It was evident that we wanted to elaborate further and we agreed to do this while acknowledging the difficulties and sensitivity of the topic. We also believed that it’s important that, as members of the community, we find ways to talk about this. We used the Problem Tree tool to do this. We agreed to name the problem ‘terrorism’. The tree, drawn on flipchart paper, was divided as follows to help us dissect the problem:
The branches of the tree: effects of terrorism (how this makes us feel, how we respond as a community, what the material effects are)
The roots: the root causes of the problem
The fruit: action and how we can tackle the problem
We then placed sticky notes on the different parts as we discussed the issues.
Most of the discussion revolved around emotions: ‘sad’, ‘angry’, ‘worried’ were examples. This also included concern for children where one participant talked about the ’emotional effect on children’. There was also acknowledgment of the hard work of emergency services. Some participants shared very personal experiences from living in different countries where they’ve experienced terrorism first-hand.
Emergent vocabulary included ‘unity’, ‘precautions’ and ‘witnesses’.
This was the most difficult part of the discussion, however, we decided to try our best to discuss as many possible causes as possible. These ranged from ‘we don’t know’ to ‘unemployment’, from ‘wars’ to ‘radicalisation’. It was also an opportunity to discuss the likely backlash against certain communities.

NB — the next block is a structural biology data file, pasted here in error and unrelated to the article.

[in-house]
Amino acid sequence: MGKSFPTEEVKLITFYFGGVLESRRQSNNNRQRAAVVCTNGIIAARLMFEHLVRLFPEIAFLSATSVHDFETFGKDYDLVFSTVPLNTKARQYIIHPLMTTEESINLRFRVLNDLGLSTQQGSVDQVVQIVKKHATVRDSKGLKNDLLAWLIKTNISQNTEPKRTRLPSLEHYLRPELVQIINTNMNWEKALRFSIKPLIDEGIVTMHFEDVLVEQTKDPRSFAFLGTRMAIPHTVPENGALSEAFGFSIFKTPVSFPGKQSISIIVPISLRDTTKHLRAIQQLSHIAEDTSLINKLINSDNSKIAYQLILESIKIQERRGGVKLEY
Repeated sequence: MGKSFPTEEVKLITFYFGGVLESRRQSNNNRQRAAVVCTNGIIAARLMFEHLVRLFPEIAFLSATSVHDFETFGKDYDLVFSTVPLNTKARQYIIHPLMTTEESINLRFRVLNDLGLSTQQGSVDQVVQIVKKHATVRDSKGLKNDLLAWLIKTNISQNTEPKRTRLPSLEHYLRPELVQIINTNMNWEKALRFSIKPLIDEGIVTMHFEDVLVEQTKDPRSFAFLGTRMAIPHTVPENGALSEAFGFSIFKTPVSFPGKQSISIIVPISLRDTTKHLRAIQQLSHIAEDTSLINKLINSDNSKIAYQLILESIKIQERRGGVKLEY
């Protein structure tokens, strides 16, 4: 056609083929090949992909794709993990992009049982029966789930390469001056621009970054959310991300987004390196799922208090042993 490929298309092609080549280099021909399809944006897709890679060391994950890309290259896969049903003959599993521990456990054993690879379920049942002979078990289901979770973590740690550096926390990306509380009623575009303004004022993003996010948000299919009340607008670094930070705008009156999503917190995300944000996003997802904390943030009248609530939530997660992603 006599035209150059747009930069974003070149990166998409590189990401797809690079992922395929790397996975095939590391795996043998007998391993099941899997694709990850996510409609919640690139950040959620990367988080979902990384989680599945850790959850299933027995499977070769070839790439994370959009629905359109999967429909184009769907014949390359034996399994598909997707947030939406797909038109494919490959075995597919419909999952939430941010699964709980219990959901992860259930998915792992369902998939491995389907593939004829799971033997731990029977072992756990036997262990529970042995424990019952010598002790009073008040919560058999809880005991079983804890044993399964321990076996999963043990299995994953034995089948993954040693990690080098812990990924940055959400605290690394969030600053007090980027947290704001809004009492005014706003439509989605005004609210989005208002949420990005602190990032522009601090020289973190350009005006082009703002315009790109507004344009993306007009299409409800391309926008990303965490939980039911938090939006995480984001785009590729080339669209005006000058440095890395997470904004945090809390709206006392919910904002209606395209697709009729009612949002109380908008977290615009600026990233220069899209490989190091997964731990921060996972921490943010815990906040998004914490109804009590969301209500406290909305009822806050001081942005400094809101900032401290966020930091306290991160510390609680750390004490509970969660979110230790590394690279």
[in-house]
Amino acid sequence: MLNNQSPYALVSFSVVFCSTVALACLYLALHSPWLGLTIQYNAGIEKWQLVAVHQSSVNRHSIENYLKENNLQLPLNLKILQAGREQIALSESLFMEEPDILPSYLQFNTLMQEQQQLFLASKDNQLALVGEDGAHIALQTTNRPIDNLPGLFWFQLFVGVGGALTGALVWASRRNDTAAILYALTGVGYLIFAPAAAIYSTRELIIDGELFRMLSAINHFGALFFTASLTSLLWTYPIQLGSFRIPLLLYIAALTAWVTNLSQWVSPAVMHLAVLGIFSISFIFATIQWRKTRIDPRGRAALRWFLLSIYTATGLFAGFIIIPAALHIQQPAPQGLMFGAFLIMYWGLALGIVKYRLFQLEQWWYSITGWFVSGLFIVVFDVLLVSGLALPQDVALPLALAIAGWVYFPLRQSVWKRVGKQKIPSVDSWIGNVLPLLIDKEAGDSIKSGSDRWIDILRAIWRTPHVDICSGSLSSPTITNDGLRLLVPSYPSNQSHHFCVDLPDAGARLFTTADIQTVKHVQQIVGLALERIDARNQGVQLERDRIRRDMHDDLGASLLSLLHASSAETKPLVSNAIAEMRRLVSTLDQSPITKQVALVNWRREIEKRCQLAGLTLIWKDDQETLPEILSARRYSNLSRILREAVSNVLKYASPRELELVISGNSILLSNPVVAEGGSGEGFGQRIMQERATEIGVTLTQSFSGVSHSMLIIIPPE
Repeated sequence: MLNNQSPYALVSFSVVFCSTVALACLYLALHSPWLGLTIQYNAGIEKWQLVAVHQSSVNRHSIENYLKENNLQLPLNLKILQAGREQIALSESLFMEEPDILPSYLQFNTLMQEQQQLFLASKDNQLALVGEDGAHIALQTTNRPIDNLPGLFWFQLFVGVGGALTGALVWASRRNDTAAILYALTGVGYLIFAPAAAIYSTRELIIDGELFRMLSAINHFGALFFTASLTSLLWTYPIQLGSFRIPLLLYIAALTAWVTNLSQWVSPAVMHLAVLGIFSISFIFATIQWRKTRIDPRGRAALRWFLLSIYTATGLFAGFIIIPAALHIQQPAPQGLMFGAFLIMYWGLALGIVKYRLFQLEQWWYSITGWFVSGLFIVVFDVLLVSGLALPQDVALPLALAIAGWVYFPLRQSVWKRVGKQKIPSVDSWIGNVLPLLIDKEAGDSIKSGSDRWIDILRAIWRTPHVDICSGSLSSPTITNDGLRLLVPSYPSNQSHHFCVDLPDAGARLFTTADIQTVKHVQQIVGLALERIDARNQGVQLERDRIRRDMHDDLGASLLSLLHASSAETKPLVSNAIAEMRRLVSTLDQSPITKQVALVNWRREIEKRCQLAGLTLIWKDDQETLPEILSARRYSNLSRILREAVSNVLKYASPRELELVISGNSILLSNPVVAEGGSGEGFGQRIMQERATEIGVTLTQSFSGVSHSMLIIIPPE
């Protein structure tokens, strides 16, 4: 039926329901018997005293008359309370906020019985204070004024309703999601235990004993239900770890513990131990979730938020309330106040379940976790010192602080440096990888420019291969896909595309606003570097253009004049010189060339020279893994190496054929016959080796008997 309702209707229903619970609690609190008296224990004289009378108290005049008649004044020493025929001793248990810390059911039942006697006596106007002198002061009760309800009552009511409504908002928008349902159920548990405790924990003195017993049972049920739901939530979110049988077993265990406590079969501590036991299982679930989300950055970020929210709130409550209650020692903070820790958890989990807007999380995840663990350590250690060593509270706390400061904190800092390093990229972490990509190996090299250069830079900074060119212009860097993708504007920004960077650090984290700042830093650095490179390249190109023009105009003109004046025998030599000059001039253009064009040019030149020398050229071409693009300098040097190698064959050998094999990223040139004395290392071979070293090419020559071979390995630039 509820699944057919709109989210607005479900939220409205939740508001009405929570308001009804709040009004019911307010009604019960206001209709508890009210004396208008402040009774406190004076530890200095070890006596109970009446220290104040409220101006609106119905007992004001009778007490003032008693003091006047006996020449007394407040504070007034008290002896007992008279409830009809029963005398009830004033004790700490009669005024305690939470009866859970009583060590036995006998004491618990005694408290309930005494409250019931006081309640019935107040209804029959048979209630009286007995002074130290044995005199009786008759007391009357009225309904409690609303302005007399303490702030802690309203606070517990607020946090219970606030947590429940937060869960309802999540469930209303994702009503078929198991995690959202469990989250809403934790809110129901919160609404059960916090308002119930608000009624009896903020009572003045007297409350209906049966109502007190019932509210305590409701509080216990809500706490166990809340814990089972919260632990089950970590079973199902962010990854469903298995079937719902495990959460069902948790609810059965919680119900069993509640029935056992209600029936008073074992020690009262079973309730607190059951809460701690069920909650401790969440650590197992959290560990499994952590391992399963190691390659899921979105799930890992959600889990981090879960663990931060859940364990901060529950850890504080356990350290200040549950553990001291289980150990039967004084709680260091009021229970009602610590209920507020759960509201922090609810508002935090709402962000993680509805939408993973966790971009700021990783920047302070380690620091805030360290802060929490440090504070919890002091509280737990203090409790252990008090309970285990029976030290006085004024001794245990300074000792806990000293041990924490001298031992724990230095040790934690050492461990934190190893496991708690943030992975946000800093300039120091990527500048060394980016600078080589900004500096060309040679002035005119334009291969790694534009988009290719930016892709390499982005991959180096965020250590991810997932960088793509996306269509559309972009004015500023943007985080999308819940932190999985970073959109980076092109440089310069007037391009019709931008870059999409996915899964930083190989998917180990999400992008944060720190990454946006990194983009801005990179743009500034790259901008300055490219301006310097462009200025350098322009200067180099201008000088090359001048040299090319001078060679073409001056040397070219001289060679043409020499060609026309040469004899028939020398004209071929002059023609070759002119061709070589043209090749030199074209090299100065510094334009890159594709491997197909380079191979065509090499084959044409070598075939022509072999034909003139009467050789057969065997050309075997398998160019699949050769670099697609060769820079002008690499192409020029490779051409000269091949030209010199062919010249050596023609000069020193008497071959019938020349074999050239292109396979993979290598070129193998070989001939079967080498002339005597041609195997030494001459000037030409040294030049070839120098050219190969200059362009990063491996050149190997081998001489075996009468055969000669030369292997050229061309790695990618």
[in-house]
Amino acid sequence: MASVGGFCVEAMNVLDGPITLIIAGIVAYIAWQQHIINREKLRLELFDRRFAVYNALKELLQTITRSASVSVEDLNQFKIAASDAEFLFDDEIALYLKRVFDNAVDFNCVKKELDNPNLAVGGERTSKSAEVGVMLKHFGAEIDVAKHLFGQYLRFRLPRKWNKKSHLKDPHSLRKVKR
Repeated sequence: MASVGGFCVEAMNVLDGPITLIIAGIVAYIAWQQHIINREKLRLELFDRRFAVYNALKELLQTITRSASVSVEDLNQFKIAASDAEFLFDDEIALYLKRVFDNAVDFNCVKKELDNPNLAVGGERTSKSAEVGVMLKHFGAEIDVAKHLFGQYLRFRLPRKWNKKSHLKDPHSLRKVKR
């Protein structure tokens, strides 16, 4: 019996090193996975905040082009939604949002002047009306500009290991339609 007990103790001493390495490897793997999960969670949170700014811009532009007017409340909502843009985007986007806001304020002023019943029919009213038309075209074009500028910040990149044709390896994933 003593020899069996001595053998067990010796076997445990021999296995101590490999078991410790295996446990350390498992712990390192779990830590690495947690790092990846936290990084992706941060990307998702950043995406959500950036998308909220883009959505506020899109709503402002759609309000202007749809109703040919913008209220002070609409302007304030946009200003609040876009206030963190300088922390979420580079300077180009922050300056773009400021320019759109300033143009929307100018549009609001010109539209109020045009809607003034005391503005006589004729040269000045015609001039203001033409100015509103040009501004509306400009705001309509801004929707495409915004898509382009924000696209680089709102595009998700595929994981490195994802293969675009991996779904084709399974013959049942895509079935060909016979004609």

The discussion revolved around the roles of parenting, educators, security, and availability of community services for young people. Many of us felt that the lack of spaces for young people to socialise and engage in activities in the local community needs to be addressed, so does unemployment. Improving narratives in the media, tackling violence in cartoons and spending more time with people and less time on technology were also suggestions. Crucially, as a classroom predominantly made up of mothers of young children, the focus was on the role parents can play to tackle the problem and a lot of speaking resulted from this.
We concluded on a note of solidarity with those affected by the attacks, where we collectively decided to postpone our class picnic that we were due to have as a show of solidarity.
Amira Elwakil

#1DayWithoutUs by Adela Belecova

20 Feb

Today, my colleagues students from English for Action and I are taking part in ‘1 Day Without Us’. This is a nationwide day of action and celebration, aimed at drawing attention to the contribution that migrants make to Britain. We see it as a celebration of the array and diversity of cultures that exist on this planet.


“I am participating in #1DayWithoutUs because I don’t think it’s good to prioritise one group of people over another”

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Protected: 1 day without us

13 Feb